2014 Stock Watch for Drivers in the NASCAR Sprint Cup Series
It took 12 races for Jimmie Johnson to win a NASCAR Sprint Cup race in 2014, breaking a 13-race winless streak dating back to last season.
It must be nice for a driver to discover that such a short winless streak is big news in the Sprint Cup garage, and Johnson did indeed find it amusing. Now his stock for the season is on the rise, and it's a pretty good bet that none of his fellow Cup competitors will find that funny at all.
"There are more people fretting about things than myself," Johnson told FOX Sports. "I mean, (it was) what 12 (races)? Give me a break."
As Johnson's stock clearly is on the rise, others are in a free-fall or a state of flux where it's too soon to see where their 2014 seasons are headed.
It's not all based on wins, although that's always a hefty factor in the favor of those fortunate enough to visit Victory Lane. A few drivers who don't own a win yet, or appear to be floundering lately, may deserve a closer look as summer approachesand for others, too many variables seem to be working against them to make it wise to stand by them at the moment
See who appears to be headed where as the Sprint Cup Series prepare to visit the tracks at Dover and Pocono the next two weeks.
Chip Ganassi Racing
Suddenly, the season seems to be looking up for Jamie McMurray and Kyle Larson, the two drivers for Chip Ganassi Racing with Felix Sabates.
Neither has won a points race yet, so doing so to almost certainly clinch a spot in the Chase for the Sprint Cup remains the goal.
But McMurray ran strong at Charlotte Motor Speedway the last two weekends, shocking the racing world by winning the Sprint All-Star Race and the cool $1 million that came with it—and then backing that up by finishing a strong fifth in the Coca-Cola 600. It was McMurray's first top-five finish of the season, and he's still mired at 23rd in the points standings, but at least he finally appears to be moving in the right direction.
And Larson, a 21-year-old Cup rookie, won his second Nationwide Series race of 2014 at Charlotte against a field packed with veteran Cup drivers. It seems only a matter of time until he starts beating the same guys—and morein the Sprint Cup Series.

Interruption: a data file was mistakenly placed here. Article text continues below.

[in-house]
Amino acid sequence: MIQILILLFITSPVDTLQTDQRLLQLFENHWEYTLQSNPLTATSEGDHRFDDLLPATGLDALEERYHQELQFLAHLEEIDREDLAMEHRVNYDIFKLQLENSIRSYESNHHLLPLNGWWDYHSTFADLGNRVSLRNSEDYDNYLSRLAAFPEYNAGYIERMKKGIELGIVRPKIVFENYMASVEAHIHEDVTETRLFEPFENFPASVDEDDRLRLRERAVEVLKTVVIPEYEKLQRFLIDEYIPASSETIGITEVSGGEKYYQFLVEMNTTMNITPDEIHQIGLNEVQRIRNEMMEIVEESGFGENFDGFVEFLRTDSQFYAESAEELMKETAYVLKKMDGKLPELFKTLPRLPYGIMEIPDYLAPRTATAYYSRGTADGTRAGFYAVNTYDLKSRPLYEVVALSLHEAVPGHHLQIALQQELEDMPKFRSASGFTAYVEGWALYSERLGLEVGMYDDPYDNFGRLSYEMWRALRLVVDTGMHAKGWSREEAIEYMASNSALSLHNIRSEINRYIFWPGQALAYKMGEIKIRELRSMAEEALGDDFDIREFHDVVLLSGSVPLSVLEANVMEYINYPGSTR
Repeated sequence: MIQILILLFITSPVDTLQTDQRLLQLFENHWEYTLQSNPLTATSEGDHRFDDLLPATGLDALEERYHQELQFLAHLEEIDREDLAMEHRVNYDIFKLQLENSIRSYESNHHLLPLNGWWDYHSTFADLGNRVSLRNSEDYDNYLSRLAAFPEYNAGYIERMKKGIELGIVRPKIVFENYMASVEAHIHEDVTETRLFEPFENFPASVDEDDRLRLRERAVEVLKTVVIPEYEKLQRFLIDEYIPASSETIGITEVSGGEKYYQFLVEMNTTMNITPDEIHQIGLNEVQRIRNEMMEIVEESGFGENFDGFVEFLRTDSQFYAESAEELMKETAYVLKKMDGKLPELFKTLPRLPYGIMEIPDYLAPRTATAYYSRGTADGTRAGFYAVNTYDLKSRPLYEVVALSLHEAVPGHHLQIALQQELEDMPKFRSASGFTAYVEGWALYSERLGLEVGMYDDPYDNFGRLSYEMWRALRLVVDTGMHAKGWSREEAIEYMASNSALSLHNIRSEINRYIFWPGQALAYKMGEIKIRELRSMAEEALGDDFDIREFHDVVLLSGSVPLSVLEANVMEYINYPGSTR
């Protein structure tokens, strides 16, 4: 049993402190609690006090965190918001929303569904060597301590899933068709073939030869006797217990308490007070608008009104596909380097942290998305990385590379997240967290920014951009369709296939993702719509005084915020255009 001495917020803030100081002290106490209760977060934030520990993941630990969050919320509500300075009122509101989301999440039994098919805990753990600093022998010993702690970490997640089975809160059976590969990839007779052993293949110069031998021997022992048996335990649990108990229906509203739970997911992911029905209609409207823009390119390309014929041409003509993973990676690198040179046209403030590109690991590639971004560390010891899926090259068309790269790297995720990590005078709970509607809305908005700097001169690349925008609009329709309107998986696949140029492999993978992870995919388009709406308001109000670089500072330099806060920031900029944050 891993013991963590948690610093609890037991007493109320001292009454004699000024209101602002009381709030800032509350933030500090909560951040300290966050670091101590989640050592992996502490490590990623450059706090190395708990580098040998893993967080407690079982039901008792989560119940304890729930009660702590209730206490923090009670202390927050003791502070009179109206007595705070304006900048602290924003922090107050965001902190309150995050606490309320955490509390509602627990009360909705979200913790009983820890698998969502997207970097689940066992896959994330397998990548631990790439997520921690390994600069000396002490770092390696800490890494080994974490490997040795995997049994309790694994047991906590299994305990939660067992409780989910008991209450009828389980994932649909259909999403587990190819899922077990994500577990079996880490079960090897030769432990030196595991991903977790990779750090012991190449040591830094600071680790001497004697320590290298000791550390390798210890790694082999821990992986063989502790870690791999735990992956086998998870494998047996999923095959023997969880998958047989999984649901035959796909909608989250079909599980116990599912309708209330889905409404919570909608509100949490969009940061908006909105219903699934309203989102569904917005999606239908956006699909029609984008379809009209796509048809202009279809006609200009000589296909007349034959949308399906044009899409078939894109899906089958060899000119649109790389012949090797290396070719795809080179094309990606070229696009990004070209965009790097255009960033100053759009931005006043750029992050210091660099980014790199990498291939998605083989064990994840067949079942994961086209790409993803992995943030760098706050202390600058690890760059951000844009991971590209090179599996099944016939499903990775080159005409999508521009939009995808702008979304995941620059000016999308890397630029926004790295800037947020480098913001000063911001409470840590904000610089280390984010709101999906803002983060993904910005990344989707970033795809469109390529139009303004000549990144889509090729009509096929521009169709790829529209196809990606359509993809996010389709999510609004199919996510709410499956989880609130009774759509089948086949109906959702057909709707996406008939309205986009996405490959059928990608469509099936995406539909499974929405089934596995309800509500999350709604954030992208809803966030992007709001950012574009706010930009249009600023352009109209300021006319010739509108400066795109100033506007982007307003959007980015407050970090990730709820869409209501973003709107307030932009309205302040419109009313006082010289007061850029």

When the season began, it seemed that Brian Vickers' No. 55 Toyota team would be almost an afterthought in the Michael Waltrip Racing stable.
But, with all eyes on Clint Bowyer's No. 15 MWR team, which has struggled mightily, Vickers has quietly strung together a nice start to his season. He finished fourth at Texas, fourth again at Talladega and placed sixth in the Coca-Cola 600.
Suddenly, Vickers is up to eighth in points. He still hasn't won yet and likely will need to do so to secure a spot in the Chase for the Sprint Cup. But, ultimately, it could be important to be among the top couple of drivers with the most points without a win—because if there are fewer than 16 different drivers inside the top 30 in points with at least one win, the winless ones with the most points will complete with the 16-driver Chase field.
That's far down the road, but who would have figured that, after the first 12 races, Vickers' team would be in far better shape in that regard than Bowyer's? Let's hold on and see what happens next.
It was a nice little run for Josh Wise, thanks to the Reddit/Dogecoin digital currency community. But now it's back to reality.
For those who don't understand exactly what Dogecoin is, well, you are not alone. According to CNN, Dogecoin is digital currency or "cryptocurrency" like Bitcoin—or basically cash for the Internet. A 16-year-old teenager named Denis Pavel noticed Wise performing well in his underfunded No. 98 Ford at a race earlier this season and decided to try and help raise enough Dogecoin to get Wise sponsored for the subsequent race at Talladega.